This jar by Juanita Gonzales is classic style of their work.  Juanita learned the cameo style of carving from Rose Gonzales.  The neck of the jar is carved with a rain pattern.  The body of the piece has the clay fully carved away to reveal the encircling avanyu.  The style of the avanyu, with the round incised eye, is very similar to that of Rose Gonzales.  The bottom of the jar is matte.  The contrast of the raised polished surfaces and the surrounding matte areas creates a very striking appearance.  The jar is signed on the bottom in the clay, “Juanita”.  It is in very good condition with no chips, cracks, restoration or repair.

$ 600.00
Sanchez, Desideria – Bowl with Bird Wing Motif

Desideria Montoya Sanchez was a sister of noted potter Maria Martinez.  She was known for her traditional pottery and use of both classic and innovative designs. This bowl is painted with a bird wing pattern.  It is interesting that this design has a Hopi-Tewa style appearance to the design.  Many of the early San Ildefonso potters were very interested in the work of Nampeyo of Hano and incorporated Hopi designs into their work.  The imagery was often stylized, such as the feather pattern at the round end of the wing.  The bowl was fired with to a nearly gunmetal appearance.  It is in very good condition with no chips, cracks, restoration or repair.  It is signed on the bottom in the clay, “Desideria”.

$ 800.00
Martinez, Maria – Plainware Bowl “Maria Poveka”

During the 1950’s Maria Martinez made and polished pottery and signed using her Tewa name, “Maria Poveka”.  Poveka means “Water Lilly”.  This bowl is beautifully formed and polished.  It has a very deep black fired appearance and a very glossy shine.  It is signed in the clay on the bottom, “Maria Poveka”.   It is in excellent condition with no chips, cracks, restoration or repair.

To learn more about Maria’s signatures, click here.

$ 1,000.00
Gonzales, Rose – Jar with Carved Avanyu

Rose Gonzales is often considered the first at San Ildefonso Pueblo to make carved pottery. However, over the course of her career she created a variety of styles including plainware, painted and carved pottery.  This jar is both a classic shape and design.  Rose carved her pottery with a “cameo” style where the design often seems to be carved right at the edge of the shoulder.  Here the water serpent (avanyu) is in that position. The sharp edge of the jar and the long neck are both classics of her form.  The jar is in very good condition with no chips, cracks, restoration or repair.  It is signed, “Rose” on the bottom in the clay.

$ 900.00
Tafoya, Ray  – Seedpot with Buffalo (1991)

This miniature seedpot by Ray Tafoya is fully polished and round in shape.  It has a Mimbres style buffalo on the top.  It is surrounded by arrowhead and wind designs.  All the different colors are derived from natural clay slips.  The eye of the buffalo is also the hole for the seedpot!  Note how many of the designs surrounding the bear are similar to ones used today by his daughter, Jennifer Moquino.  The seedpot is in excellent condition with no chips, cracks, restoration or repair.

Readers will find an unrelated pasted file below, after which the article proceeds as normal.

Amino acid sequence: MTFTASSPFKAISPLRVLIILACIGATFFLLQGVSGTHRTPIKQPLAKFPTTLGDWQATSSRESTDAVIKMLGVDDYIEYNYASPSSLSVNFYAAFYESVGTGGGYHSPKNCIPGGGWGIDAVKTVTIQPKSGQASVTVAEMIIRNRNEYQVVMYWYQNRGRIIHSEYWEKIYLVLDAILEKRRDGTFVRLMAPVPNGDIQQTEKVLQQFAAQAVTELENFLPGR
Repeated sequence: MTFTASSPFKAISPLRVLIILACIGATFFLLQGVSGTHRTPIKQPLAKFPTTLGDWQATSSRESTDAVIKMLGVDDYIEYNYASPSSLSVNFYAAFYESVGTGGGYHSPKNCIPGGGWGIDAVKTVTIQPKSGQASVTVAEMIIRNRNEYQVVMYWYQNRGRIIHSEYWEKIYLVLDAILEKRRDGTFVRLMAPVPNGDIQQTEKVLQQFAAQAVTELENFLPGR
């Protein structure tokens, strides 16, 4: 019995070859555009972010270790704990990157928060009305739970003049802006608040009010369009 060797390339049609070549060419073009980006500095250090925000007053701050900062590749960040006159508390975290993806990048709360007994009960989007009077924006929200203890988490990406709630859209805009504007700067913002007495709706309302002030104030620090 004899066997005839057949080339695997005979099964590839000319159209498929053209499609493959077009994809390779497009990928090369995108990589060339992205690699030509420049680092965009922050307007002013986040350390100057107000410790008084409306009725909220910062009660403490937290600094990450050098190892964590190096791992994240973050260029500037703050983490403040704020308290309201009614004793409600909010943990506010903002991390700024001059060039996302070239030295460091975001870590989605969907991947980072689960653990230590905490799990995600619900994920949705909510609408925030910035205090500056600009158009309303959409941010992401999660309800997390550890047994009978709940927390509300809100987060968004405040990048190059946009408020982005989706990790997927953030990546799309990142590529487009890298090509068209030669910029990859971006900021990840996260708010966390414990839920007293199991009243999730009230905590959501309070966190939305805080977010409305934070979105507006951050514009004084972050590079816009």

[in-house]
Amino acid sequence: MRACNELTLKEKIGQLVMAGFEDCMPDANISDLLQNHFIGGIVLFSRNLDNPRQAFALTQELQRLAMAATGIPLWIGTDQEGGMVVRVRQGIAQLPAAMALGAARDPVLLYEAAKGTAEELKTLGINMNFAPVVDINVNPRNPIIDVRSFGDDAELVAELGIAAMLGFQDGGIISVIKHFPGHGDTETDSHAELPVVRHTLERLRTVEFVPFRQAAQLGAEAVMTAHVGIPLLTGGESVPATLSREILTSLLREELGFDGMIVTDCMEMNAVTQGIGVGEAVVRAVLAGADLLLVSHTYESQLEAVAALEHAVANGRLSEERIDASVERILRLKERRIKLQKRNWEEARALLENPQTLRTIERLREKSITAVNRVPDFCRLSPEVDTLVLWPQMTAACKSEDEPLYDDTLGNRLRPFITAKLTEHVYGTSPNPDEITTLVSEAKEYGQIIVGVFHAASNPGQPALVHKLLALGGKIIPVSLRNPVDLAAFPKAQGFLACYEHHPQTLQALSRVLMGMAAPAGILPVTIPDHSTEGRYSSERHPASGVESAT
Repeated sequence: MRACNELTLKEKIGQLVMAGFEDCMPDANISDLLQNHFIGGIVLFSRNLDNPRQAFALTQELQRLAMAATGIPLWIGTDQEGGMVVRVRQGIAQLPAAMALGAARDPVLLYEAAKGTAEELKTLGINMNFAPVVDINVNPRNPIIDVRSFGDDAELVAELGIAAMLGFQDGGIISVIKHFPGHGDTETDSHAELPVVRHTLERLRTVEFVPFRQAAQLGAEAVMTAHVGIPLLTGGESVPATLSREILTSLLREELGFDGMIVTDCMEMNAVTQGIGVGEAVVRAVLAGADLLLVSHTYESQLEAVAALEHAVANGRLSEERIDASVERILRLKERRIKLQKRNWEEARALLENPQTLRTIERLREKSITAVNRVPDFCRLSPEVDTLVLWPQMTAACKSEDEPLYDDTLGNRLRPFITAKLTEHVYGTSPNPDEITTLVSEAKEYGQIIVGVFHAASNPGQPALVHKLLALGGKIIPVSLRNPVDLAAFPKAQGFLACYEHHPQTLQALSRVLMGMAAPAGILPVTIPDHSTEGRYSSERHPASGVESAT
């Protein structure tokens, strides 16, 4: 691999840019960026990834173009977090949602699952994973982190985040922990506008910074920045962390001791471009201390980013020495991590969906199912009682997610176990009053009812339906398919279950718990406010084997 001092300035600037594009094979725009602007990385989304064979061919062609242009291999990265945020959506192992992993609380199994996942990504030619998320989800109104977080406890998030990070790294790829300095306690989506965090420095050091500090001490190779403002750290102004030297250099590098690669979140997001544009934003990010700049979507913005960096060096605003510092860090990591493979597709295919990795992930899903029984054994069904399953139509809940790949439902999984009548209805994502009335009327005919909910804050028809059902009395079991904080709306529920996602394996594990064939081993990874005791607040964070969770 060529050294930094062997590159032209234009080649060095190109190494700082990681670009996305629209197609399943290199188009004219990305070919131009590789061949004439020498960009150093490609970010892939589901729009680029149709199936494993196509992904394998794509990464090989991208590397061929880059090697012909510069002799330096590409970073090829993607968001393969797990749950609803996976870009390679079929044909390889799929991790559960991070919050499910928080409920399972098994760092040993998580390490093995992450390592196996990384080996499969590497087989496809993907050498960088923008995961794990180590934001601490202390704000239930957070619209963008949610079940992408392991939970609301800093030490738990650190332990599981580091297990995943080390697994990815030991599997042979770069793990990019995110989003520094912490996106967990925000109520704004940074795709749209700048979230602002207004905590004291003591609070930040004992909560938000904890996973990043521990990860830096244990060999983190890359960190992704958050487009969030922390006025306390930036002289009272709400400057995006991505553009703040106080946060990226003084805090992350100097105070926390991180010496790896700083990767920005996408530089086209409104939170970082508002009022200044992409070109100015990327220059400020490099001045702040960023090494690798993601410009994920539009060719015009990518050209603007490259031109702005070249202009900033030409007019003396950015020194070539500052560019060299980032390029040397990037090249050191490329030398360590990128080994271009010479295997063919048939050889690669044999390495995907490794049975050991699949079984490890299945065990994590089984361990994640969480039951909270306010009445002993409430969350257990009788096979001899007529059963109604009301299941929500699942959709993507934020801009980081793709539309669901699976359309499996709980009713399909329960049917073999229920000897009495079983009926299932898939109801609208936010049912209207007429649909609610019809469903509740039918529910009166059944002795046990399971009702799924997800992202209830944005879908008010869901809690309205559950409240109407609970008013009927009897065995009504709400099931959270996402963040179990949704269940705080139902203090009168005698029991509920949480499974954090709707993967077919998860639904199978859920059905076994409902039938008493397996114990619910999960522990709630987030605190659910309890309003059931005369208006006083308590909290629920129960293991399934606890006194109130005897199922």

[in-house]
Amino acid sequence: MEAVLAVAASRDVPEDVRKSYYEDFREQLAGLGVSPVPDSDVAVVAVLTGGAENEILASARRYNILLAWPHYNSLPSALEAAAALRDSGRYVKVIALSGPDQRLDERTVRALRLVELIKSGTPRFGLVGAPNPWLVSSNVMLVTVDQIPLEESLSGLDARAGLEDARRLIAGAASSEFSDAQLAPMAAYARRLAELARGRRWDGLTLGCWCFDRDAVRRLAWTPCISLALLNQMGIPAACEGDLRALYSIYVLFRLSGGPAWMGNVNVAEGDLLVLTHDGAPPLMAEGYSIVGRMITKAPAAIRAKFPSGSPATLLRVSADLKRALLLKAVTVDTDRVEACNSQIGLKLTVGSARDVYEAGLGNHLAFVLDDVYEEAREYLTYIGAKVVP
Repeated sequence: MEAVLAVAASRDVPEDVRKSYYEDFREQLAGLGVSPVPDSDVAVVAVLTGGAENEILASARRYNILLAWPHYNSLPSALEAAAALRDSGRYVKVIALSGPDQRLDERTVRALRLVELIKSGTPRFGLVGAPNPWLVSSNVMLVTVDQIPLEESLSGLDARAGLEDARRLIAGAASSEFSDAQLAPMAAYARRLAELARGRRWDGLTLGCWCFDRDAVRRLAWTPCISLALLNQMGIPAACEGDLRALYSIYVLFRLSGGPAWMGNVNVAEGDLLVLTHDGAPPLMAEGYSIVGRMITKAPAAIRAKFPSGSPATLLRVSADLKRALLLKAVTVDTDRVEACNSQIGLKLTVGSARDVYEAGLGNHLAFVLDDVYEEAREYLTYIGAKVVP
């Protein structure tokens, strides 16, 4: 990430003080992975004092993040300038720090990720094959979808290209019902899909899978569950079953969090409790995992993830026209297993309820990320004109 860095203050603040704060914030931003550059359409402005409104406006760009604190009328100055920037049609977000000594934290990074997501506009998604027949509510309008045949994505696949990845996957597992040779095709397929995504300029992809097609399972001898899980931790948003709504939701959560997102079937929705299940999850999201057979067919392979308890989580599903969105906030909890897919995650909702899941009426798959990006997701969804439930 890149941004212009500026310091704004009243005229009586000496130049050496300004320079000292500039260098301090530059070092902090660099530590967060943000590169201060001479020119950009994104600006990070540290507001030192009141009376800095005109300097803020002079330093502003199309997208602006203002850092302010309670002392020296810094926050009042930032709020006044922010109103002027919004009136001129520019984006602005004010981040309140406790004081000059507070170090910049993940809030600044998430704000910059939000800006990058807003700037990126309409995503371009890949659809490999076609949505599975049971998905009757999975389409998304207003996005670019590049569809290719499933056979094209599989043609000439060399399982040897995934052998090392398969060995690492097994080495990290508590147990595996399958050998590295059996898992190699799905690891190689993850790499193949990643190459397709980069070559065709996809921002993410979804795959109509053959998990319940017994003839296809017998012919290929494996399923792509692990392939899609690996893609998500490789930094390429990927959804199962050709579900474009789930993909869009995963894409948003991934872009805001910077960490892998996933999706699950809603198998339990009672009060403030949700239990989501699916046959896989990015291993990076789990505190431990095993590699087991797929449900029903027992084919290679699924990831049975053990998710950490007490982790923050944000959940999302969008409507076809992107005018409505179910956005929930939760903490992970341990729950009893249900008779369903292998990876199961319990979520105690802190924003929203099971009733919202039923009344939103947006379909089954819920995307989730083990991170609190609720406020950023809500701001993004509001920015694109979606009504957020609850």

$ 375.00
Tafoya, Ray – Seedpot with Bear (1986)

This miniature seedpot  by Ray Tafoya is from 1986.  It is fully polished and it is an oval shape.  It has a Mimbres style bear on one side. The other side has a stylized bear paw.  All the different colors are derived from natural clay slips.  Note how many of the designs surrounding the bear are similar to ones used today by his daughter, Jennifer Moquino.  The seedpot is in excellent condition with no chips, cracks, restoration or repair.

$ 400.00
King, Charles S., “Born of Fire: The Life and Pottery of Margaret Tafoya”

Regarded as one of the great masters of Pueblo ceramics, Margaret Tafoya (1904-2001) is known for her trademark large black polished ceramics, decorated with traditional imagery of rain clouds, water serpents, bear paws, and other symbols. An award-winning artist, she was recipient of the Lifetime Achievement Award from the Southwestern Association for Indian Arts, and a National Heritage Fellowship.
This book is the first complete biography of Margaret Tafoya’s life. It is divided into decades, giving the reader a deeper understanding of her life and pottery over nearly 100 years. It is also the first book to help identify and date her pottery thorough the use of her signatures. There are additional biographies on Virginia Ebelacker, Richard Ebelacker, Lee Tafoya, Linda Tafoya, Jennie Trammel, Mela Youngblood, Nathan Youngblood, Nancy Youngblood, Toni Roller, Jeff Roller, LuAnn Tafoya, Daryl Whitegeese, Mary Ester Archuleta and Shirley Tafoya. The photography of the pottery in this book is exceptional. Personal narratives by family members and family photographs throughout the book create a wonderful sense of her humanity and artistic accomplishments.

This book is now sold out at the publisher as of May, 2018.
Hardcover, 160 pages

$ 40.00
King, Charles S. and Richard L. Spivey, “The Art and Life of Tony Da”

King and Spivey present Pueblo potter and painter Tony Da’s artwork and life story in this testament to his legacy. Da was both an art superstar of his time (the high of his career was in the 1960s and 70s) and a deeply private individual. this intimate portrayal brings the reader into the innovative and volatile world of Tony Da.

$ 40.00